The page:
Rest for the Spiritually Weary

KATIE POLSKI|CONTRIBUTOR About seven years ago, I cleaned out my parent’s house, my childhood home. It took about a month to declutter, box up various belongings, and then fix, paint, and re-carpet the house to sell. Through the years, I’d heard folks talk about similar circumstances and the stress that accompanies this stage in life, and while I felt sympathy, I felt little empathy. Their exhausted faces connected only as a distant reality. But then at age 35, with three young kids in tow, it was no longer a future prospect. My father passed away, and my mother was incapacitated and needed a better environment for around the clock care. I don’t remember a more vexing time than this. On day one of cleaning out, I was savoring every fork and every dish towel. I wanted to find a home for everything. By day fourteen, I hated all the forks. I cried over letters I found from my father, poured over old pictures of less weighty days, and debated what items were valuable. Eventually, I threw away all the forks. When the “sold” sign was displayed in the front lawn and the last box taken to Goodwill, a friend called and said, “You need a vacation.” I was tired, yes, and a trip out of town seemed appropriate. But the kind of rest that accompanies a vacation wasn’t ultimately the kind of rest I needed. My soul longed for deep, spiritual rest. I spent months questioning the Lord’s plan, neglecting time in His Word, and suppressing frustration toward my simultaneous responsibilities as a daughter and a young mother. In short, I was spiritually weary. Reasons We Become Spiritually Weary Life’s burdens can be overwhelming, but they don’t automatically lead to spiritual weariness. Because of this, it’s important to acknowledge some of the reasons we get to this point. Neglect of Physical Rest - Jesus Himself physically rested on several occasions. He is fully God and fully man, yet without sin. So, when he fell asleep in a boat (Luke 8), and when He left the crowds to be alone to talk with His Father (Luke 5:16), Jesus was not doing anything wrong nor was He displaying weakness. The Creator did what was good and right to do. Jesus rested. Neglecting physical rest can too easily lead to spiritual weariness. We become so work obsessed that our computers stay open until late hours, and the hamster wheel becomes so routine, we begin to idolize our busyness. Physical rest is never a waste of time and neglecting it can leave us feeling spiritually dry...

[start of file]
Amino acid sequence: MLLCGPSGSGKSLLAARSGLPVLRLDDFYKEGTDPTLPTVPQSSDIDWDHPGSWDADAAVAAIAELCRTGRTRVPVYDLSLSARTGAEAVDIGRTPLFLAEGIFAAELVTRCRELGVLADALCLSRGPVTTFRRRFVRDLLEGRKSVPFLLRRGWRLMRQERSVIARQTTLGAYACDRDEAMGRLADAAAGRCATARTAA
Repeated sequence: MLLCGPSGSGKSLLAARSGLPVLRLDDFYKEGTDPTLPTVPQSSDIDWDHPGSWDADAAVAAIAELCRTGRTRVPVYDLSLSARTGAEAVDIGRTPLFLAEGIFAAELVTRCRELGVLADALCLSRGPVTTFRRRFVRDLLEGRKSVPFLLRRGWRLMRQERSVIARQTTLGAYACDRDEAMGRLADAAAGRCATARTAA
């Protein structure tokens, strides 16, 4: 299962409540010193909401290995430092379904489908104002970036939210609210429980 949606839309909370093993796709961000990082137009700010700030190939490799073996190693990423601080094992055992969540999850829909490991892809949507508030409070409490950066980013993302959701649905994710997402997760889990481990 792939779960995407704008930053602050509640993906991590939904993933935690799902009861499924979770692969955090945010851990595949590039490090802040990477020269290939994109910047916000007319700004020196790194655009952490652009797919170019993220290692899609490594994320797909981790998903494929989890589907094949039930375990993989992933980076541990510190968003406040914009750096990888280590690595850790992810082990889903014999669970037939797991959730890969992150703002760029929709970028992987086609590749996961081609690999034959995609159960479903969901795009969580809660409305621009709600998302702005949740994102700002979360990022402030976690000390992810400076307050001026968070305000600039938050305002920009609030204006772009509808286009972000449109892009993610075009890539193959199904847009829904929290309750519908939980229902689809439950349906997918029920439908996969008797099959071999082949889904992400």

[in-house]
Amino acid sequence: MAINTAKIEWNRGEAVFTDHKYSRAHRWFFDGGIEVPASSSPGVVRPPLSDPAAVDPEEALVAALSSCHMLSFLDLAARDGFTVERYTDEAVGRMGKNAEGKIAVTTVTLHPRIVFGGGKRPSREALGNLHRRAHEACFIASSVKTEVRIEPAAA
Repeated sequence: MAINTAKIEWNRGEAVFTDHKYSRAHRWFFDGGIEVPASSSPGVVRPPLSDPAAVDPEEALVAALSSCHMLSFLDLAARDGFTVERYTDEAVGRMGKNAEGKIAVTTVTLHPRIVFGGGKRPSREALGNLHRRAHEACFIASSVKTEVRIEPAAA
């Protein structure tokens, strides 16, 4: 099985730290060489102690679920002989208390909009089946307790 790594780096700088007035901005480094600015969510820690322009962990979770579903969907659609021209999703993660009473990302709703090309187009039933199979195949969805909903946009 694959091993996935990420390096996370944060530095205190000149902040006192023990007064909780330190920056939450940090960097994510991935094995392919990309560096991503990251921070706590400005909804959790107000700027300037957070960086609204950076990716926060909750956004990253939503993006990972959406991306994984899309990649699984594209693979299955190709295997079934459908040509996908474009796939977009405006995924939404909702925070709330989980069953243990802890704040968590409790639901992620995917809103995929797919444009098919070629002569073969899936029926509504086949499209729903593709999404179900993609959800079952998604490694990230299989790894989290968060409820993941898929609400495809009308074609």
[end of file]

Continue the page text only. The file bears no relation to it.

Rest for the Spiritually Weary2022-05-04T23:16:40+00:00

Light Palms, Heavy Burden

AIMEE JOSEPH|GUEST Palm Sunday. The expectant people lined the streets, praising Jesus and quoting from Psalm 118 as he approached in peace. The people knew he was the Messiah, the Sent One, the One coming to save them. Thus, they shouted “Hosanna” which means “Save us, now!” (Matt. 21:6–11). They waved light palms as he approached history’s heaviest burden. Their praise presupposed that Jesus would establish God’s people in peace politically and do so immediately. They had visions of the once-flourishing reign of David. Their hopes soared with high expectations that Jesus would usher in a new golden era. However, within a week’s time, it would become clear to these same crowds that Jesus had plans to usher in a very different kingdom. As a result of these missed expectations, their praises faded quickly into shouts of “Crucify him!” in a matter of days. We are not unlike them; our praise quickly turns cold and bitter when our expectations are not met in our way and on our timetable. As we approach Holy Week, we are invited to search for the semblances of our own hearts in the fickle crowds. Jesus rode into Jerusalem through a tunnel of praises that came from the mouths of those who would soon chant “Barabbas!” (Matt. 27:15–23). They cheered his approach with a light and airy joy, but he alone knew he was marching on to his death. His patient restraint and resolve as he approached an unthinkable burden only further shows the purity of his goodness and love. His Burden A King approaching in peace, In humility He rode on, Onlookers cheering him, Expecting a new dawn. The Scriptures foretold it, Yet none of them could see, The dawn would begin with The God-Man hung on a tree. The Messiah was coming, To bring His kingdom to bear; But of the coronation of tears, None but Jesus was aware. “Hosanna! Save us!” they cried, As hopes and palms were raised. “Finally the kingdom’s come, May Jesus’ name be praised!” He heeded not their fanatical cries, For he well knew the heart of men, From “Crown Him” to “Crucify,” The voices would be raised again...